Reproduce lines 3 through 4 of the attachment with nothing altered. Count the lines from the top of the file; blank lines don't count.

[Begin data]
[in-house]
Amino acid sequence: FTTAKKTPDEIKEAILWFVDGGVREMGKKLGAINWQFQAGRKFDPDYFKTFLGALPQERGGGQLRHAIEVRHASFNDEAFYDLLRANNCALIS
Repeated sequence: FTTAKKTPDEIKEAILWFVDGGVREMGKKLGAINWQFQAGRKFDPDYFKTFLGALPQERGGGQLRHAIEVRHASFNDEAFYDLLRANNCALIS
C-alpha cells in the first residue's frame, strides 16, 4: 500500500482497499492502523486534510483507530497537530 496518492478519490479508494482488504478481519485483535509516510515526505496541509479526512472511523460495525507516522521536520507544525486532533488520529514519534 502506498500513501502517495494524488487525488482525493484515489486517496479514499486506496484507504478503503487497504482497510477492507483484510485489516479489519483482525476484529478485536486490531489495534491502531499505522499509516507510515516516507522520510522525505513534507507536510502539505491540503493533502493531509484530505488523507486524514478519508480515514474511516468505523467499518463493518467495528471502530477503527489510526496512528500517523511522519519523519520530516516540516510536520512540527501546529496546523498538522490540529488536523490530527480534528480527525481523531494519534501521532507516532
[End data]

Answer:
Repeated sequence: FTTAKKTPDEIKEAILWFVDGGVREMGKKLGAINWQFQAGRKFDPDYFKTFLGALPQERGGGQLRHAIEVRHASFNDEAFYDLLRANNCALIS
C-alpha cells in the first residue's frame, strides 16, 4: 500500500482497499492502523486534510483507530497537530 496518492478519490479508494482488504478481519485483535509516510515526505496541509479526512472511523460495525507516522521536520507544525486532533488520529514519534 502506498500513501502517495494524488487525488482525493484515489486517496479514499486506496484507504478503503487497504482497510477492507483484510485489516479489519483482525476484529478485536486490531489495534491502531499505522499509516507510515516516507522520510522525505513534507507536510502539505491540503493533502493531509484530505488523507486524514478519508480515514474511516468505523467499518463493518467495528471502530477503527489510526496512528500517523511522519519523519520530516516540516510536520512540527501546529496546523498538522490540529488536523490530527480534528480527525481523531494519534501521532507516532